Have you de­vel­oped mid­dle-age manx­i­ety?


Hayes & Harlington Gazette - - Health & Lifestyle -

WE ALL know the clichés of the midlife cri­sis – the sports car, the wardrobe over­haul, the de­sire to chuck your­self around at Arc­tic Mon­keys gigs and, um, the af­fairs.

But there are rea­sons be­hind the stereo­type. There’s a wake-up mo­ment in mid­dle age when you re­alise most of your life is prob­a­bly be­hind you. Plus the stress of car­ing for a young fam­ily as well as age­ing par­ents, while shoul­der­ing job pres­sure can take its toll on your men­tal health and re­la­tion­ships.

In fact, a re­port from the Of­fice for Na­tional Statis­tics found mid­dleaged peo­ple are the least happy, have the low­est lev­els of life sat­is­fac­tion and suf­fer the most anx­i­ety.

And men are more vul­ner­a­ble than women, who re­ported feel­ing more sat­is­fied over­all.

“There’s al­ways been a clear cor­re­la­tion be­tween how the econ­omy is do­ing and the men­tal health of mid­dle-aged men,” says Dr Rafael Euba, con­sul­tant psy­chi­a­trist at The Lon­don Psy­chi­a­try Cen­tre (psy­chi­a­trycen­tre.co.uk). “There’s pres­sure to achieve, which isn’t al­ways easy, es­pe­cially in times of eco­nomic hard­ship, and that can pro­voke a deep sense of fail­ure.”

While women tend to deal with psy­cho­log­i­cal dis­tress by talk­ing to each other, Dr Euba says men are re­luc­tant: “Most men still think ac­knowl­edg­ing they’re suf­fer­ing is a sign of weak­ness, and so put up with stress which is more likely to come out in other ways, such as drink­ing.”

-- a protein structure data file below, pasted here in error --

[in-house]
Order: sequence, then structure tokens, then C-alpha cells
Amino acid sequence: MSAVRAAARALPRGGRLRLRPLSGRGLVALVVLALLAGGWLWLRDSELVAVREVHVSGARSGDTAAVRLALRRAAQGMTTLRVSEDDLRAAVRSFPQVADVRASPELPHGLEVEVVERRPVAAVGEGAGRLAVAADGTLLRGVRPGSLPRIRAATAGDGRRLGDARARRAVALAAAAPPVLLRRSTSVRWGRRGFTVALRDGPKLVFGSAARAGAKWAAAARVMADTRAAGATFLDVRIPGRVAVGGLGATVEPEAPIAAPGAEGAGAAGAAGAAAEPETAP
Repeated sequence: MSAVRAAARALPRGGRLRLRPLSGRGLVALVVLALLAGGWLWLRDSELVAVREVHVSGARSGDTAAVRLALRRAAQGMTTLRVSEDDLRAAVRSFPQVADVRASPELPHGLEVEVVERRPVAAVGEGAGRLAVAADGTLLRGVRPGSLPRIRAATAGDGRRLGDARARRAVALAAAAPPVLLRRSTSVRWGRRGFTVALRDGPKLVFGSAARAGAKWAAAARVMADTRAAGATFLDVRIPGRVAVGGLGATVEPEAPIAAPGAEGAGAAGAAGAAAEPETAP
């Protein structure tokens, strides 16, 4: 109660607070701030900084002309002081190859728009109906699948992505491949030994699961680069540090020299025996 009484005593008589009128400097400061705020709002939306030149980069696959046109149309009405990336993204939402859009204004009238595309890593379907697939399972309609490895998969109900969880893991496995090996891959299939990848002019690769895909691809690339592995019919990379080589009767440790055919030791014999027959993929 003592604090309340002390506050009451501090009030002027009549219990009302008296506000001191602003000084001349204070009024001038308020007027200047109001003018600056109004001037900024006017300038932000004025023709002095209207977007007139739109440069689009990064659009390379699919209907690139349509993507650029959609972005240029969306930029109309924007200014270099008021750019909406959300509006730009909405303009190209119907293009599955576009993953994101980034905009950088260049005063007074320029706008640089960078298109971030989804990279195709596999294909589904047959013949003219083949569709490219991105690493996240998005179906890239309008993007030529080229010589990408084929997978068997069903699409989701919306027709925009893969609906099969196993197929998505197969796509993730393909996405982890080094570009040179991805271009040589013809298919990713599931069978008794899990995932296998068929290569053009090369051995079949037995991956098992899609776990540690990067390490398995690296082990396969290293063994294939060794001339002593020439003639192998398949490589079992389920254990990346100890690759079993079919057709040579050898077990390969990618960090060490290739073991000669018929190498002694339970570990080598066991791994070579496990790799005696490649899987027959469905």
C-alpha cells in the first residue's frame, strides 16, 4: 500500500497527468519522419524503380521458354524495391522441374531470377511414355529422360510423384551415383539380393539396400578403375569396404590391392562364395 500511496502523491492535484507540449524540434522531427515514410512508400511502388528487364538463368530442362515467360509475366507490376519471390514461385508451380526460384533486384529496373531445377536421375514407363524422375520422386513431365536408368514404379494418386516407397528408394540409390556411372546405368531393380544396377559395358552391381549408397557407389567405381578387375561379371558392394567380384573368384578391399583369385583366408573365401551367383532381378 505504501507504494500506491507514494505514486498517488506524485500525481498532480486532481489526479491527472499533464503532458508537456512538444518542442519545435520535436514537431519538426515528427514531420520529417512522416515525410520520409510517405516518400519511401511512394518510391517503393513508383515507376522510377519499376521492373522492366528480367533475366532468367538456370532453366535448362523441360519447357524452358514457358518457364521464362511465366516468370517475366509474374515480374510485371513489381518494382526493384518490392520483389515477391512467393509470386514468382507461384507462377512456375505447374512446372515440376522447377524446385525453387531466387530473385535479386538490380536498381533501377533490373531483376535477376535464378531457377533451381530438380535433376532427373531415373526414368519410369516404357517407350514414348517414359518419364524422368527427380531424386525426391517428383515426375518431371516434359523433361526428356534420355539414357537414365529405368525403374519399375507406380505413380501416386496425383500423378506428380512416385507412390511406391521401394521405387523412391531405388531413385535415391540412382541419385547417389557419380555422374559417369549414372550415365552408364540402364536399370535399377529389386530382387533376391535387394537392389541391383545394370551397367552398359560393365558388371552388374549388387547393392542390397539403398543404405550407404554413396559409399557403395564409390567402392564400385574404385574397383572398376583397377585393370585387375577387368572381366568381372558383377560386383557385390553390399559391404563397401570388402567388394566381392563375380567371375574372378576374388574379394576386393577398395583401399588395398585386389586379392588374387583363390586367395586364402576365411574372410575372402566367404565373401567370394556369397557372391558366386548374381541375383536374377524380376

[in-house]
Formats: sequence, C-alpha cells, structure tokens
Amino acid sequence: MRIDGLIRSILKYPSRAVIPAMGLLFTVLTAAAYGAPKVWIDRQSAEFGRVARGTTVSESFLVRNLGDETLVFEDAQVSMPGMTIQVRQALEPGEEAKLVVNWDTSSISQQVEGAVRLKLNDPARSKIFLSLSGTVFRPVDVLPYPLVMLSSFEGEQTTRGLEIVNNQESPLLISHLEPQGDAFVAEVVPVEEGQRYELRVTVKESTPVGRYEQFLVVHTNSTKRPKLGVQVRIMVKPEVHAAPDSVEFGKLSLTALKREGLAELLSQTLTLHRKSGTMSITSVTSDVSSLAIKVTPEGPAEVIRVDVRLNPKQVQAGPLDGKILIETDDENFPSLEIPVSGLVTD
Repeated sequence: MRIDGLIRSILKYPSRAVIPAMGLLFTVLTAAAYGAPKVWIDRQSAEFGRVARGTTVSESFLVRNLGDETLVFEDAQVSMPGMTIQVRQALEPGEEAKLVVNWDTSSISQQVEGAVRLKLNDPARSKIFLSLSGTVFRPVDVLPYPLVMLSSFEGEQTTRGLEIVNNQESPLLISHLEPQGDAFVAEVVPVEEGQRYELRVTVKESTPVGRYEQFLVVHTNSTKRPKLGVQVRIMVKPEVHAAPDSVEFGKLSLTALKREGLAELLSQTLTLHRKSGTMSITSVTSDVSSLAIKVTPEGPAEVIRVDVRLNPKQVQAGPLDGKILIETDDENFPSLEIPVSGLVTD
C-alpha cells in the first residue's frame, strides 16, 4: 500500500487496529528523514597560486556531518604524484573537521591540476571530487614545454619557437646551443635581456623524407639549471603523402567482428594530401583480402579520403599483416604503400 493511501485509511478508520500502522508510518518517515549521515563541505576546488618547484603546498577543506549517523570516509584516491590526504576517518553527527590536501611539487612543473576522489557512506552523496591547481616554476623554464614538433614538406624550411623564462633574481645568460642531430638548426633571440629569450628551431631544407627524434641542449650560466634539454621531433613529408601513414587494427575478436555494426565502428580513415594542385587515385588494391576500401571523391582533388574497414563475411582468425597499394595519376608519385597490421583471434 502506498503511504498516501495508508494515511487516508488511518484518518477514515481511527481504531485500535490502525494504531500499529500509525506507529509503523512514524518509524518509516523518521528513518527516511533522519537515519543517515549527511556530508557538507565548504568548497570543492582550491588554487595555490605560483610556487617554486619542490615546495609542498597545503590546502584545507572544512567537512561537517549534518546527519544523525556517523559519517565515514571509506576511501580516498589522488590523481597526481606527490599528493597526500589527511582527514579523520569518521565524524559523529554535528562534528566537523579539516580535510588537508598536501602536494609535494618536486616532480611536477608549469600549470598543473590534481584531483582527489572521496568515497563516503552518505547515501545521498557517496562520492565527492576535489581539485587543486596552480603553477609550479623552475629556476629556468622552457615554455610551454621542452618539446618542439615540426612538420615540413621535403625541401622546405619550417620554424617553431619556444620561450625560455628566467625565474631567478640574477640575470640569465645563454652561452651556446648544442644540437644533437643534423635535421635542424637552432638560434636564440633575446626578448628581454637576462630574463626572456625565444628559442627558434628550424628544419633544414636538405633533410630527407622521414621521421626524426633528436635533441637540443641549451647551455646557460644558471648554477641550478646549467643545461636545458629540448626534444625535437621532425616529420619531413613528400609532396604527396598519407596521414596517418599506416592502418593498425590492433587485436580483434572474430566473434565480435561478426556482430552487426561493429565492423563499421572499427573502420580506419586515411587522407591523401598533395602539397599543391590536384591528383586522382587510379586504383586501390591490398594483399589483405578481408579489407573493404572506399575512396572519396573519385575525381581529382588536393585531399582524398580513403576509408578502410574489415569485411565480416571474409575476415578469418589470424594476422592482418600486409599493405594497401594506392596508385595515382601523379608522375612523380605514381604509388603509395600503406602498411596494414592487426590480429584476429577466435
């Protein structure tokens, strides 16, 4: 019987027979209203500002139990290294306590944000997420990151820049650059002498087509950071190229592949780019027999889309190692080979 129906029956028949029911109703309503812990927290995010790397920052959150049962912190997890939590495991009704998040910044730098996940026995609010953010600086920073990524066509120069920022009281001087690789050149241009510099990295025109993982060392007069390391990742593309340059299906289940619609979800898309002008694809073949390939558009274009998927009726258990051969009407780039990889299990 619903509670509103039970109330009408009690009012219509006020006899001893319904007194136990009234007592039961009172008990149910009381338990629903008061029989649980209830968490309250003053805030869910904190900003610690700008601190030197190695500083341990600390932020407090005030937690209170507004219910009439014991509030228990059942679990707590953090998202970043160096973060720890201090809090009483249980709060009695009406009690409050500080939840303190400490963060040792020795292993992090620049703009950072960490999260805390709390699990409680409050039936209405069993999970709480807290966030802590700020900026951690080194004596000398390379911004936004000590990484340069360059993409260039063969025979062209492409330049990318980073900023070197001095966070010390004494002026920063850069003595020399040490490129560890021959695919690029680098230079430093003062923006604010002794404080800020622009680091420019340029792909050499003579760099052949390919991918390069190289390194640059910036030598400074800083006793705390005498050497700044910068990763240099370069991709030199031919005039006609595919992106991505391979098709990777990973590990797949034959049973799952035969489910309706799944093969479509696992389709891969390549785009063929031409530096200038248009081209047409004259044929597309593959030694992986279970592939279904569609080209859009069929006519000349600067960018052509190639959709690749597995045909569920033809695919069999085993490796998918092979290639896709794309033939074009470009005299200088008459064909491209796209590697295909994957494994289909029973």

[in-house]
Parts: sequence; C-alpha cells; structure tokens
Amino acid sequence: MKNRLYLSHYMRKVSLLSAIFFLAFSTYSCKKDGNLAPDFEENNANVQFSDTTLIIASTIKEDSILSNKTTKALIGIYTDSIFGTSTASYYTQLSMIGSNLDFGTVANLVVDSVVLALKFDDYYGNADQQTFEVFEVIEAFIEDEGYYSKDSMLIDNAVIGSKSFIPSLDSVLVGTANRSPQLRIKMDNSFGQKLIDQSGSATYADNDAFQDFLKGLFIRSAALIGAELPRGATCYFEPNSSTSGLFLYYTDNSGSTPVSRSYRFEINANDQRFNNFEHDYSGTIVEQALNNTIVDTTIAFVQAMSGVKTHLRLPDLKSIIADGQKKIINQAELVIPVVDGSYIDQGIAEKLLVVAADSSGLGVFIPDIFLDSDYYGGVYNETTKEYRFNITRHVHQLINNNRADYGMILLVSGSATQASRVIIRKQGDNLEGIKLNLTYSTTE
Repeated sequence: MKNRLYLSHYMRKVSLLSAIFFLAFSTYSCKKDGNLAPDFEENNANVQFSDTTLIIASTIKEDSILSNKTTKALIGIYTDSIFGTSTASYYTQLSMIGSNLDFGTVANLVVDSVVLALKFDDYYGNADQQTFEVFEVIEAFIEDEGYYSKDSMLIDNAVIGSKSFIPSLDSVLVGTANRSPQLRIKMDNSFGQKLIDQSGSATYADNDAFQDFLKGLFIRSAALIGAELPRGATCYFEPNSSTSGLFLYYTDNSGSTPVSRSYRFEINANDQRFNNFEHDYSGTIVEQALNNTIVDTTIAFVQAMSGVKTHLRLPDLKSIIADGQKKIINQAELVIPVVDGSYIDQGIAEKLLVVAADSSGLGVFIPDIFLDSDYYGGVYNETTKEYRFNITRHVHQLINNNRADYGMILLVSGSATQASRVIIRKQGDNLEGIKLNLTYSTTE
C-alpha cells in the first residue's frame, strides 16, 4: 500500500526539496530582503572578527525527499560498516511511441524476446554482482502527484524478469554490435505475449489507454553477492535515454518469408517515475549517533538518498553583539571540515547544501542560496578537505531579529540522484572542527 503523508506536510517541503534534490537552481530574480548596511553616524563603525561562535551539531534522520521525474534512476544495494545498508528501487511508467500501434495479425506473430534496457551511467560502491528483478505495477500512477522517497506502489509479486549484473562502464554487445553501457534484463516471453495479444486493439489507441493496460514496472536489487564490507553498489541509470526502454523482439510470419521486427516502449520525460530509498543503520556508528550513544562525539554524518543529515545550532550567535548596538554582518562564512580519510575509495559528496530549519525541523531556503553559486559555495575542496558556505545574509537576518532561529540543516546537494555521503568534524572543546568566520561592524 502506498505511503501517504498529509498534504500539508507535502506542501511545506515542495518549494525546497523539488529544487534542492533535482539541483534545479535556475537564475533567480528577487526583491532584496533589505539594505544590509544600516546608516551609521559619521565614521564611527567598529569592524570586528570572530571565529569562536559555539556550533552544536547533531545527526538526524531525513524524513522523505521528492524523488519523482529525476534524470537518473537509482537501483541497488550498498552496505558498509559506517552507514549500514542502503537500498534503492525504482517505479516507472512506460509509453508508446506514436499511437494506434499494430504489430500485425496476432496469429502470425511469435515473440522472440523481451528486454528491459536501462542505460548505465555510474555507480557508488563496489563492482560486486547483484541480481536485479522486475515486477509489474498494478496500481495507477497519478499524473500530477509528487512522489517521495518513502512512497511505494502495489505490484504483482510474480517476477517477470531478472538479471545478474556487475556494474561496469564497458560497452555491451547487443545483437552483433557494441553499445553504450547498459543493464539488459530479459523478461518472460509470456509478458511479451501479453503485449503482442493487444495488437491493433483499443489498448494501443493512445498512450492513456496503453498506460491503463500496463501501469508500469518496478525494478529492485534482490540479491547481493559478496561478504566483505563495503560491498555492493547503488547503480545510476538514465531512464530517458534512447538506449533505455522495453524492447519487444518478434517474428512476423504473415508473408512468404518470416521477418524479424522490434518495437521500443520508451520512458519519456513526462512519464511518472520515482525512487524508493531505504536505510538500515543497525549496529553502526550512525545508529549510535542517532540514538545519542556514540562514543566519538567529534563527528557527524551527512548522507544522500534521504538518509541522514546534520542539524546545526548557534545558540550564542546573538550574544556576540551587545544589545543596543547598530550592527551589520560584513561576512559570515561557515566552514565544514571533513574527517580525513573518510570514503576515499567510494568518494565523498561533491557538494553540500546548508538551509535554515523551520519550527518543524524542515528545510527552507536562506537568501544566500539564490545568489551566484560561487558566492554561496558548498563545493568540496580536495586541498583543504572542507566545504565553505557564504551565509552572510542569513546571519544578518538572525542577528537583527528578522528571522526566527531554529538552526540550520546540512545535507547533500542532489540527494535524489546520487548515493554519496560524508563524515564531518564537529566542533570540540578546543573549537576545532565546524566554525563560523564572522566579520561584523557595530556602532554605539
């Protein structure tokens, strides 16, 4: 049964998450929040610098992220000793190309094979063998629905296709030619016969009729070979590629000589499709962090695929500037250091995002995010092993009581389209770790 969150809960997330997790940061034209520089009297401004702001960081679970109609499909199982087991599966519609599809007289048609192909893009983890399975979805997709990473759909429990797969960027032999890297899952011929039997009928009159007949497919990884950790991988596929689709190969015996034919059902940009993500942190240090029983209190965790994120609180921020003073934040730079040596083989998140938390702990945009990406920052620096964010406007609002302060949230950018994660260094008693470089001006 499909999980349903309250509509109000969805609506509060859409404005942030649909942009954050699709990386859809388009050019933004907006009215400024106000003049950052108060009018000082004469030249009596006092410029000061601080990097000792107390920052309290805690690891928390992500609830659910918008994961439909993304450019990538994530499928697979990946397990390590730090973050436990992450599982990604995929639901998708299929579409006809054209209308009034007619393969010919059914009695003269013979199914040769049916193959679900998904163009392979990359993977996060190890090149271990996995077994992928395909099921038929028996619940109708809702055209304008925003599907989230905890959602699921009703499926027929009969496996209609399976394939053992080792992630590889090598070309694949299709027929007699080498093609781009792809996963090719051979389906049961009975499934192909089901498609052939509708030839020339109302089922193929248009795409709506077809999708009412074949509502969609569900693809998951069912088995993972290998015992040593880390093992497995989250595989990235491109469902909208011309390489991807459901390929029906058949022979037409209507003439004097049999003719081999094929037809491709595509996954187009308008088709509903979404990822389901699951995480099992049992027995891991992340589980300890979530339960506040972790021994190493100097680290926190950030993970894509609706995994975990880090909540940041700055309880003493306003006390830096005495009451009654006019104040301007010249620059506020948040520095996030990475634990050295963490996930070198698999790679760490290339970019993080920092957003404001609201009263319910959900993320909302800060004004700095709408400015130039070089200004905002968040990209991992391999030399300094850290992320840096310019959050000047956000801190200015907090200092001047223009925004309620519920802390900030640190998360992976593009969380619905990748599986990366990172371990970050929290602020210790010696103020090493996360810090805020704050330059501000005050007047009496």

Have you reached a cri­sis point? Our Q&A could help you learn how to nav­i­gate those rocky years...

Do you fail to em­brace new things and feel the best is be­hind you?

MID­DLE age can ac­tu­ally be a great time to try new things, says Dr Euba: “When you’re young there are many pos­si­bil­i­ties in the fu­ture, but by mid­dle age it’s com­mon to think, ‘this is my life’, and dwell on things you haven’t achieved.

“But you could ar­gue you’re in the peak of life. Yes, if you watch films and read nov­els you’d think that peak time is the 20s, but peo­ple in their 20s make huge mis­takes.

“By now, you’re ex­pe­ri­enced, you know what you like and what you don’t, you will prob­a­bly have more money and free­dom, so po­ten­tial to en­joy life is huge. You may also look at life in a bal­anced way.”

Do you feel over­whelmed by stress, but keep it bot­tled up?

PLAN­NING your goals and reach­ing out to friends for sup­port are key, says Dr Euba. He says: “Stress of­ten comes down to eco­nomic pres­sure and deal­ing with the sys­tem – pro­vid­ing for your fam­ily’s fu­ture and deal­ing with author­i­ties over schools and care pro­vided for el­derly par­ents.

“You need to be able to del­e­gate if you can, to com­pro­mise where nec­es­sary, to ne­go­ti­ate and to plan.

“If you’re feel­ing over­whelmed, it’s cru­cial to make use of your so­cial net­work and don’t re­gard stress as a sign of weak­ness, but as a sign you have to plan things and get sup­port from the other peo­ple in your life.”